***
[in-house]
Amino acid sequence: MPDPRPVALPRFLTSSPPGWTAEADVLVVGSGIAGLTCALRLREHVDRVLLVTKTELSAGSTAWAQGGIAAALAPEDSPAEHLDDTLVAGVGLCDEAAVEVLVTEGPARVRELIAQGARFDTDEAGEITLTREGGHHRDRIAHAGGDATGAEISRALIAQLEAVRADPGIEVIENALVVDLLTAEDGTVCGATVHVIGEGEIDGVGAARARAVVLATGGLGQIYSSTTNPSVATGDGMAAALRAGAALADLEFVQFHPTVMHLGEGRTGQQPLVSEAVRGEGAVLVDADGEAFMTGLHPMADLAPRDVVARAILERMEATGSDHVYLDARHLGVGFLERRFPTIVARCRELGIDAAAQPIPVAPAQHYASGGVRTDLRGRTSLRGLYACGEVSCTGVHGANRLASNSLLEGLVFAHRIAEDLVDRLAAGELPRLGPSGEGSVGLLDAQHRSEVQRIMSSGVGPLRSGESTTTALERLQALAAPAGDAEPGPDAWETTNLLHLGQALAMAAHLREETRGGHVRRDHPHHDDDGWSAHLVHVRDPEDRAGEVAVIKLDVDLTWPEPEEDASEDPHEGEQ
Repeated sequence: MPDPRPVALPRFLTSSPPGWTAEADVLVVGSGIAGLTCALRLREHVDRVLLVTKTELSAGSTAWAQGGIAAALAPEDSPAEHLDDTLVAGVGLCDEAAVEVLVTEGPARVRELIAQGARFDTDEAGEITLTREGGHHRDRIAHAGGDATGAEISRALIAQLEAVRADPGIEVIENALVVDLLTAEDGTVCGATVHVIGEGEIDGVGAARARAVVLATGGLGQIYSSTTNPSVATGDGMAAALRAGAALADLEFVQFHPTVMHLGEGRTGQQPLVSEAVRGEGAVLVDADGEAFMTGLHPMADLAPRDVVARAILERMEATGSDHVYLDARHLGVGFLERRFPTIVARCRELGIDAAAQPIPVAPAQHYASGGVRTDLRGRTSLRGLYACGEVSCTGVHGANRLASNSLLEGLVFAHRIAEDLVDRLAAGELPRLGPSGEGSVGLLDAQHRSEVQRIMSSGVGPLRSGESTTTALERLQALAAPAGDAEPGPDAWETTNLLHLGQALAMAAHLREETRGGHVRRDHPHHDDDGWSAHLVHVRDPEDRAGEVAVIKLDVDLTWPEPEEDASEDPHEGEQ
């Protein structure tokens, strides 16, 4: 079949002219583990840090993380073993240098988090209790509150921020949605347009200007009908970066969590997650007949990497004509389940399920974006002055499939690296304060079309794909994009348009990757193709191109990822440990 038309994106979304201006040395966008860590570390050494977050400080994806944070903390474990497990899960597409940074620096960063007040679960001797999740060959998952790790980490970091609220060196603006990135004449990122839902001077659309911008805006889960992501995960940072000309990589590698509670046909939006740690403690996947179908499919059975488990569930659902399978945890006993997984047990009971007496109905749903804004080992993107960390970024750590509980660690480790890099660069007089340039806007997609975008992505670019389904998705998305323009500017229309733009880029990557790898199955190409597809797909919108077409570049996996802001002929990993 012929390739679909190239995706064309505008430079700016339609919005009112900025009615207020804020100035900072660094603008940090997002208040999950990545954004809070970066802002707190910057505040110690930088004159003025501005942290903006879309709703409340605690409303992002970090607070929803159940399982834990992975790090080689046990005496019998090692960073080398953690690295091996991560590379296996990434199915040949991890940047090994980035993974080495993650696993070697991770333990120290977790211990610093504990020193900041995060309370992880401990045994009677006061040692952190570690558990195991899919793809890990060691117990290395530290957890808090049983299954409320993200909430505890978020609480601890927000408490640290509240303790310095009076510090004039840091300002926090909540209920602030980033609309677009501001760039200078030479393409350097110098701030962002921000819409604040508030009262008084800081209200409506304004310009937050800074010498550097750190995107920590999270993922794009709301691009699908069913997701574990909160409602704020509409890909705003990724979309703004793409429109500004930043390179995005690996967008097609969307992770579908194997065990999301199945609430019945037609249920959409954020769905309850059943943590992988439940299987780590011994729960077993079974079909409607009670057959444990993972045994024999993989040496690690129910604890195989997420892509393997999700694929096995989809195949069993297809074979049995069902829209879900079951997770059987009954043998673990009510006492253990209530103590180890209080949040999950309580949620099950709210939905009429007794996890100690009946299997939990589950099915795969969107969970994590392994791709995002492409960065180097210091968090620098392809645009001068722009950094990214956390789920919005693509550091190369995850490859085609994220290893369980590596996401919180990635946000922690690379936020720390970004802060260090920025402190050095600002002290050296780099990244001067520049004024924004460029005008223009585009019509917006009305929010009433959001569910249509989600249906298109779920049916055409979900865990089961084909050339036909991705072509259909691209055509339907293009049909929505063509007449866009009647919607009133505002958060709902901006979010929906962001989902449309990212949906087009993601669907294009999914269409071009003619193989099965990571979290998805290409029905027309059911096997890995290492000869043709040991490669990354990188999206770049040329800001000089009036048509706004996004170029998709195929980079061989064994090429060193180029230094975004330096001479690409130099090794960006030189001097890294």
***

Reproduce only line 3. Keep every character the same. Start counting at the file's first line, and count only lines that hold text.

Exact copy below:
Repeated sequence: MPDPRPVALPRFLTSSPPGWTAEADVLVVGSGIAGLTCALRLREHVDRVLLVTKTELSAGSTAWAQGGIAAALAPEDSPAEHLDDTLVAGVGLCDEAAVEVLVTEGPARVRELIAQGARFDTDEAGEITLTREGGHHRDRIAHAGGDATGAEISRALIAQLEAVRADPGIEVIENALVVDLLTAEDGTVCGATVHVIGEGEIDGVGAARARAVVLATGGLGQIYSSTTNPSVATGDGMAAALRAGAALADLEFVQFHPTVMHLGEGRTGQQPLVSEAVRGEGAVLVDADGEAFMTGLHPMADLAPRDVVARAILERMEATGSDHVYLDARHLGVGFLERRFPTIVARCRELGIDAAAQPIPVAPAQHYASGGVRTDLRGRTSLRGLYACGEVSCTGVHGANRLASNSLLEGLVFAHRIAEDLVDRLAAGELPRLGPSGEGSVGLLDAQHRSEVQRIMSSGVGPLRSGESTTTALERLQALAAPAGDAEPGPDAWETTNLLHLGQALAMAAHLREETRGGHVRRDHPHHDDDGWSAHLVHVRDPEDRAGEVAVIKLDVDLTWPEPEEDASEDPHEGEQ